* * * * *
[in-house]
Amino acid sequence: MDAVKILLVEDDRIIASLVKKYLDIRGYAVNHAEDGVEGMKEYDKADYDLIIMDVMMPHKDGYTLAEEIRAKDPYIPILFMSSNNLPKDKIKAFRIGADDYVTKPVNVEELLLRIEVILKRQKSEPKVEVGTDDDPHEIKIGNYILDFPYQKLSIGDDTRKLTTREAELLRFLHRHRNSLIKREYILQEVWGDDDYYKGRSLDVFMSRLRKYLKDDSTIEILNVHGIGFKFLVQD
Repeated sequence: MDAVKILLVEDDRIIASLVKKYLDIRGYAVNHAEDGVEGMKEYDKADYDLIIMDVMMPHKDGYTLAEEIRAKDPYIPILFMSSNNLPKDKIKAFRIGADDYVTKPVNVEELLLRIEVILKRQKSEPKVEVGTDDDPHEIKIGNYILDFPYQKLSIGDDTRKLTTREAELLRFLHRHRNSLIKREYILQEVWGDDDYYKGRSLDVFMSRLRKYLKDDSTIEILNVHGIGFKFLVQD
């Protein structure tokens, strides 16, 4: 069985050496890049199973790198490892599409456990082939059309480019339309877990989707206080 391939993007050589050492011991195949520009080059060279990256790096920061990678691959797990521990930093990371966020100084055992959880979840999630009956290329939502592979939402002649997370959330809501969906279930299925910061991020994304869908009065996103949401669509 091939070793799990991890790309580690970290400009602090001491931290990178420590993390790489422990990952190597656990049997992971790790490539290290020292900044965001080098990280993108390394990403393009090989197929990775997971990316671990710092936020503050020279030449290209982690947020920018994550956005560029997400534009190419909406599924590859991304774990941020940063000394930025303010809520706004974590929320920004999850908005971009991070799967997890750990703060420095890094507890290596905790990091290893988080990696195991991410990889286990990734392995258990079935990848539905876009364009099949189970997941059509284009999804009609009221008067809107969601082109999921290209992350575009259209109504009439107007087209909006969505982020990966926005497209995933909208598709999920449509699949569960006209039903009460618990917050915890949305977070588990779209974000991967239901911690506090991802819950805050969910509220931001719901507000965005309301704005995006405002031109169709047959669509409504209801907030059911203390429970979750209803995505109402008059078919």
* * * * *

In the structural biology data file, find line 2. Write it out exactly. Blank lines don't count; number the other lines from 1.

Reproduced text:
Amino acid sequence: MDAVKILLVEDDRIIASLVKKYLDIRGYAVNHAEDGVEGMKEYDKADYDLIIMDVMMPHKDGYTLAEEIRAKDPYIPILFMSSNNLPKDKIKAFRIGADDYVTKPVNVEELLLRIEVILKRQKSEPKVEVGTDDDPHEIKIGNYILDFPYQKLSIGDDTRKLTTREAELLRFLHRHRNSLIKREYILQEVWGDDDYYKGRSLDVFMSRLRKYLKDDSTIEILNVHGIGFKFLVQD